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Borrowing Dead.

Borrowing Dead

 She never looked so fragile, so frail
 pale beige, spirit like complexion
 drowned in frame of pasty curtains
 albino floors
 & nude walls with imitation Van Goghs.
 Her limbs, iron coat hangers
 draped in a burgundy polka-dot apron,
 chest heaving like dehydration
 on emergency respirators
 eyes sealed mute
 half paralyzed waist down.
 Momma simply told us
 you were in deep dreams
 thinking of Grandpa or Cuba--
 i took you for borrowed away.

 Had only been four months
 since your release from Thomas General
 i wore my gray pin-striped
 church get up that Saturday afternoon
 after we settled you back in
 half your memory & speech eroded,
 consciously--couldn't recall
 our trips to the park, signature dishes,
 family or friends'faces hung on walls
 tucked in heritage albums
 & noon from night even.
 Dr. Shortz promised us if strictly following
 his directions to let you get proper rest
 & taking those double-doses
 of chemo prescriptions he issued
 you'd gain a few solid years back
 clearing all bacteria eating at your liver
 which migrated to the left breast
 then finally a legacy virus snuck into
 the back door of your heart.

 A luke day, May 3rd, '91
 i blamed cousin Alicia first--
 left your in-home care provider
 nodding off in hibernation
 dry hung from drinking & chiefin'
 eight nights a week strong,
 fetal hugged to the couch like an overdose
 & you falling from the wool braille recliner
 chasing a knock at the door,
 forgetting reasonable capabilities
 a woman in her mid-sixties
 with forever cancer & tissue limbs could handle.
 Pictured you squirming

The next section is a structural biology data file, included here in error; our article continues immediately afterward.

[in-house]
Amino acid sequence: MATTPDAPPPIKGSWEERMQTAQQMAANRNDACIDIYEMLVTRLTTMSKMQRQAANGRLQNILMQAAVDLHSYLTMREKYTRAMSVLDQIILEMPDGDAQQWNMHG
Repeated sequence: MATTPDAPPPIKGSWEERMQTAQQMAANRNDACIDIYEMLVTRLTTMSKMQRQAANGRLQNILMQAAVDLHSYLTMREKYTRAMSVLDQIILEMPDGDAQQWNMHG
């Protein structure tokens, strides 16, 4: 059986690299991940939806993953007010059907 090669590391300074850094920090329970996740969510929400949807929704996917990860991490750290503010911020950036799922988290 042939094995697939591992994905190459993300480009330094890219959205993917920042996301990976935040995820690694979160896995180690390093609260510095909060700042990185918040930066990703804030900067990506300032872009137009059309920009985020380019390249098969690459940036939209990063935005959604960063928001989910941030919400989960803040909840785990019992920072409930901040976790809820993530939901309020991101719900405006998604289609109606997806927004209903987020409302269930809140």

as a roasting worm
 on noon summer pavement,
 gasping in convulsions
 like beached marine life
 muscles cramping, slugging to answer
 a message never heard.

 i was young once too,
 snotty noised
 chewing food like cows on cud
 & couldn't mention death
 without shuddering in chasms of arctic.
 Back at Thomas,
 wasn't no flowers
 or get well kites outside kinfolk,
 friends half century in promise
 paid no visits to
 brush your rusty dandelion mane,
 cradle your ginger palms in atonement,
 kiss your flushed cheeks,
 tell you it's all Jesus.

 Last time

 let us in Critical Care,
 in your last steps in Autumn
 when your heart
 beat on borrowed time,
 lips moved in murmurs
 like Baptist tongues.
 i knew why
 your health had eroded,
 blamed the incompetent
 unsympathetic staff.
 Figure they must have handled you
 like some unruly convalescent
 acting out Hitler's agenda.

 & not two days
 following the memorial
 did our family seams
 began to unravel.
 Uncles aunties, brothas sistas
 to possess heirlooms
 open resentments in devil tongue.
 & knows if i was to play God
 would never neglect the sunshine
 fishing worldly vanities,
 would duplicate echoes of Spring
 cause you'd be my Lazarus.

Ariono-jovan Labu is currently an undergraduate student attending San Francisco State University, He considers his format and style to be urban contemporary. Although this is his first publication, he has served on the editorial staffs of three literary magazines and has participated in many writer's workshops and poetry slams at local cafes.
COPYRIGHT 2004 African American Review
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Copyright 2004, Gale Group. All rights reserved. Gale Group is a Thomson Corporation Company.

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Author:Labu, Ariono-jovan
Publication:African American Review
Article Type:Poem
Date:Mar 22, 2004
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